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One evening you walk into your kid’s bedroom and ask how the homework is going. In one hand she holds a smart phone on which she is managing multiple Facebook conversations. It also buzzes quietly when a text or Snapchat message comes through. She is viewing a YouTube video on her tablet. And a sitcom is playing on a laptop. “It’s going great,” she says. You wonder how anyone can get anything done with all this multitasking.
Believe it or not these kids, Generation Z (or the “iGen”) will be entering the workforce at the end of this decade. As today’s kids grow up with unique Generation X parenting styles and with undreamed of technology gadgets, the way they will someday work will surely be different from today’s workforce.
A significant change in the age demographic of office workers is near. Just as organisations are coming to grips with the needs of the emerging Generation Y, a new group, Generation Z, is looming on the horizon. Little is known about Generation Z, the children of Generation X. This generation began in the mid-1990s and is ongoing. The first of this group have graduated college and are entering the workforce now. Right about the time when Generation Y will hit its peak as a share of office workers. Thus, the workplace will need to address both groups.
The challenge is to serve not only Generation Y workers, but to also anticipate the workplace needs of the emerging Generation Z so that both groups can work effectively.
But Generation Z will not be a simple “amplification” of Generation Y traits. There are similarities between Generations Y and Z, such as smaller family sizes, closeness and connection to parents, heavy use of online social media and portable technologies. But their upbringing and use of technology are different, resulting in significantly different outlooks.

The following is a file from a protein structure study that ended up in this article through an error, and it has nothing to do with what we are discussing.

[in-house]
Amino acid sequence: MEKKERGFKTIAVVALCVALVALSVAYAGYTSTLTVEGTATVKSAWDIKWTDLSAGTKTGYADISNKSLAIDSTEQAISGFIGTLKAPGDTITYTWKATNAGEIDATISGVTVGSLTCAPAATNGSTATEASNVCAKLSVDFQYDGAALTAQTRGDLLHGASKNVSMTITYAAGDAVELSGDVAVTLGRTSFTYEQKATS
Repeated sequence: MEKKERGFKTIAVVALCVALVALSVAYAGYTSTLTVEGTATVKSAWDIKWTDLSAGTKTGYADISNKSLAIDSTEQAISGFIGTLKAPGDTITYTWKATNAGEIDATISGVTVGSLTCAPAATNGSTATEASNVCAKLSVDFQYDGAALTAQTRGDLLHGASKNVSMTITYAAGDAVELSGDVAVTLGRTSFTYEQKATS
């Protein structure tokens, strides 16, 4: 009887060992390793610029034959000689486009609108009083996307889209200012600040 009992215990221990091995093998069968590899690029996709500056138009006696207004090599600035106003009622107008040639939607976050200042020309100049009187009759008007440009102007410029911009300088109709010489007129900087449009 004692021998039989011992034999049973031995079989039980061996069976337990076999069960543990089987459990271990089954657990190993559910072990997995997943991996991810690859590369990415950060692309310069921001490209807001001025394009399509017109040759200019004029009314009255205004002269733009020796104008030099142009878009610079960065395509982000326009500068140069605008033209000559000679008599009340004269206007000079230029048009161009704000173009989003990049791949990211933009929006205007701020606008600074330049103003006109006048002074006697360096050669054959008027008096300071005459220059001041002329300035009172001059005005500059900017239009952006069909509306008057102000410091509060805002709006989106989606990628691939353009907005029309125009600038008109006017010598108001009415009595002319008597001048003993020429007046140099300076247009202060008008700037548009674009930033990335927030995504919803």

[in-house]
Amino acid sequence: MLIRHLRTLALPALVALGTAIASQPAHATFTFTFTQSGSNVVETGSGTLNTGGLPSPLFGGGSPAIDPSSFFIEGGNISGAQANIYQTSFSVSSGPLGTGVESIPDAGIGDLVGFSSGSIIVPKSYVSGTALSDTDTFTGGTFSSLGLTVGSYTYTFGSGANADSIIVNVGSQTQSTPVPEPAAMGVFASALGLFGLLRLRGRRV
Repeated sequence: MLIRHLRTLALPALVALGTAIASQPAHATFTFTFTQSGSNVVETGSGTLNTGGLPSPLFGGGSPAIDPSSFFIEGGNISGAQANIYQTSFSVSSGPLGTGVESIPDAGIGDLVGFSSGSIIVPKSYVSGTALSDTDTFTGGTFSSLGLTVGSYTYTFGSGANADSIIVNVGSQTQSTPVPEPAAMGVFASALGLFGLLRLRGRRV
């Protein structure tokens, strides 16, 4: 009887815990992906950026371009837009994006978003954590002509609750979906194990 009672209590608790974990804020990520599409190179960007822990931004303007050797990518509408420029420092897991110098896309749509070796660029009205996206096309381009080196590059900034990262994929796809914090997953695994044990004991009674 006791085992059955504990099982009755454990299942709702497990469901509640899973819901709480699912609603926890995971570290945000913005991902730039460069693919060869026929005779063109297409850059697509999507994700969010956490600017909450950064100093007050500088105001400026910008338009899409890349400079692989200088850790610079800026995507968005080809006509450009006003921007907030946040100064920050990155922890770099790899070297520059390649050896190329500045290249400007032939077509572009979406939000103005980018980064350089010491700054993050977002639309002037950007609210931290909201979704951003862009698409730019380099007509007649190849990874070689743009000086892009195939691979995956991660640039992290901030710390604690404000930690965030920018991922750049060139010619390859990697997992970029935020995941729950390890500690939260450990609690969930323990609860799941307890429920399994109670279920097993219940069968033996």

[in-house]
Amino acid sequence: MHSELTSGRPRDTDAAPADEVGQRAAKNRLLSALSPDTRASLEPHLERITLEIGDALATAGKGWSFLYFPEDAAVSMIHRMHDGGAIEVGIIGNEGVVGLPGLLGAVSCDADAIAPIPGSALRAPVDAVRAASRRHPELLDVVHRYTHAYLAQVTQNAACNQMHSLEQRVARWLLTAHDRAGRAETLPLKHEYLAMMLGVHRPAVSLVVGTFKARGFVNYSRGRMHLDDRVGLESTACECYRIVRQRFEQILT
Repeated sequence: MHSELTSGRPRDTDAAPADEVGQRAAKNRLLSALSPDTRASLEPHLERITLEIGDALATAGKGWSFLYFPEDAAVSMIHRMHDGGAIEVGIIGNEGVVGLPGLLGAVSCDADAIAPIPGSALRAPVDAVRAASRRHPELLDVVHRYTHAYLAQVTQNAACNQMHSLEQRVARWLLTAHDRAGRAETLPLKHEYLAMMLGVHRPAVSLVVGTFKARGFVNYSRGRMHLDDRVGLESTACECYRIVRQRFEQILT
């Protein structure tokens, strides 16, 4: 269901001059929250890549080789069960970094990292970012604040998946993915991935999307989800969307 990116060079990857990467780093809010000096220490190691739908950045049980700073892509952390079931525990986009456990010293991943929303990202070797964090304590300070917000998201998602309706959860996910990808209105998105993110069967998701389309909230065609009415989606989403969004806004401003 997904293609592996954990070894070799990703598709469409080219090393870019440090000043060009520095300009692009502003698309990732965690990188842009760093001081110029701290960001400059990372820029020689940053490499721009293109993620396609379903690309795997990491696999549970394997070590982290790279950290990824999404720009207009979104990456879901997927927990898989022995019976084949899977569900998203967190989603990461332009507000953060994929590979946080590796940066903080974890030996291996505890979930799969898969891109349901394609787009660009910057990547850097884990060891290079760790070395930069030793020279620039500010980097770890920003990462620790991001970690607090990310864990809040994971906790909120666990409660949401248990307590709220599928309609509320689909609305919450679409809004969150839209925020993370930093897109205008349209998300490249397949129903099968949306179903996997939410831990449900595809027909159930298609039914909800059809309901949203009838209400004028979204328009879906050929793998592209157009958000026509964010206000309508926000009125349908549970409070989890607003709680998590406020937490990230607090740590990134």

This is the “device” generation and for them there has always been “an app for that” they don’t know any different.
Capterra suggest ways to train the “iGen” here
Information Week identifies values and work habits here
Members of Generation Z have a unique set of characteristics that could easily propel them to leadership positions at work (such as being expert at online collaboration tools), or at the same time, trip them up and cause career setbacks (i.e., weak face-to-face social skills). Like each previous generation, their distinctive perspectives should be understood so that management practices and workspaces can best support their needs.
Generation Z’s differences in outlook and technology choice will directly impact on the way that they respond to training, undertake learning and record professional development. Learning must be intuitive and broken down to informal bite sized chunks. Don’t expect them to print anything, so recording and logging learning needs to happen online.
It’s key to provide a variety of learning and professional development opportunities that can be accessed readily and easily through online sources.
What do you think? How will dealing with Generation Z affect your training, or won’t it make any difference?